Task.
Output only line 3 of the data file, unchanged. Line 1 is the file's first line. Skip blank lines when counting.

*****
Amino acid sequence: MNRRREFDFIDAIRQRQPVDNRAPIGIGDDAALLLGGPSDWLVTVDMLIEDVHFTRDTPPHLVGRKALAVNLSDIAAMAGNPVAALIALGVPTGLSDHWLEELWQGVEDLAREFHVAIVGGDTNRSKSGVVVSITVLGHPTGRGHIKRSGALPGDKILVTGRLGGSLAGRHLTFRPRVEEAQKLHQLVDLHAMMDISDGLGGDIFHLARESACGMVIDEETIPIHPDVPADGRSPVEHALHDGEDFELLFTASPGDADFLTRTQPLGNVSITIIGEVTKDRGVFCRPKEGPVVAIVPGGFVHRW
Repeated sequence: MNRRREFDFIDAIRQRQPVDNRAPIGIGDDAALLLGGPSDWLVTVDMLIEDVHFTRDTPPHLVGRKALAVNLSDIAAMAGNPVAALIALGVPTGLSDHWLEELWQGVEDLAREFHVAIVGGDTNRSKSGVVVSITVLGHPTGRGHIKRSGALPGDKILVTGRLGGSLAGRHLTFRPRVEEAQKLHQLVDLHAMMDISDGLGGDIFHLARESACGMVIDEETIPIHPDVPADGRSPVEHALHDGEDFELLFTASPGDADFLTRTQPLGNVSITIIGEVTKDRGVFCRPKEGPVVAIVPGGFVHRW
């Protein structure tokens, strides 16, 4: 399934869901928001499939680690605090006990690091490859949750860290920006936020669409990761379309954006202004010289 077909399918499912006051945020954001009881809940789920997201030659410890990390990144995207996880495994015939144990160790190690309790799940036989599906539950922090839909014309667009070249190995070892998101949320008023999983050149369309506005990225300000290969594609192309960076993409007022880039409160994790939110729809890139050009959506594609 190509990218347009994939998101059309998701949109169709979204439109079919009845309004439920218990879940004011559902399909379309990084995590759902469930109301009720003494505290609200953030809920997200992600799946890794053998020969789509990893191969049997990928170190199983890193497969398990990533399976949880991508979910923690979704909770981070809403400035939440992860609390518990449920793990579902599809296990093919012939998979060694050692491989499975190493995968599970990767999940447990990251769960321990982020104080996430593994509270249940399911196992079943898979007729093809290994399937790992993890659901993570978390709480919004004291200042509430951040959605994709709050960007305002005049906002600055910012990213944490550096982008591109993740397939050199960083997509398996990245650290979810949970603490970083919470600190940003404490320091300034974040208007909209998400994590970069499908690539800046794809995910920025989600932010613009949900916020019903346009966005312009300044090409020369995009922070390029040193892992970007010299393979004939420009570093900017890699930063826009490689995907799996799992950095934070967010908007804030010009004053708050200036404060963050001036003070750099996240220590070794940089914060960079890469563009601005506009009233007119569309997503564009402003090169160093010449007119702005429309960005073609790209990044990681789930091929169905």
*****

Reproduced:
């Protein structure tokens, strides 16, 4: 399934869901928001499939680690605090006990690091490859949750860290920006936020669409990761379309954006202004010289 077909399918499912006051945020954001009881809940789920997201030659410890990390990144995207996880495994015939144990160790190690309790799940036989599906539950922090839909014309667009070249190995070892998101949320008023999983050149369309506005990225300000290969594609192309960076993409007022880039409160994790939110729809890139050009959506594609 190509990218347009994939998101059309998701949109169709979204439109079919009845309004439920218990879940004011559902399909379309990084995590759902469930109301009720003494505290609200953030809920997200992600799946890794053998020969789509990893191969049997990928170190199983890193497969398990990533399976949880991508979910923690979704909770981070809403400035939440992860609390518990449920793990579902599809296990093919012939998979060694050692491989499975190493995968599970990767999940447990990251769960321990982020104080996430593994509270249940399911196992079943898979007729093809290994399937790992993890659901993570978390709480919004004291200042509430951040959605994709709050960007305002005049906002600055910012990213944490550096982008591109993740397939050199960083997509398996990245650290979810949970603490970083919470600190940003404490320091300034974040208007909209998400994590970069499908690539800046794809995910920025989600932010613009949900916020019903346009966005312009300044090409020369995009922070390029040193892992970007010299393979004939420009570093900017890699930063826009490689995907799996799992950095934070967010908007804030010009004053708050200036404060963050001036003070750099996240220590070794940089914060960079890469563009601005506009009233007119569309997503564009402003090169160093010449007119702005429309960005073609790209990044990681789930091929169905």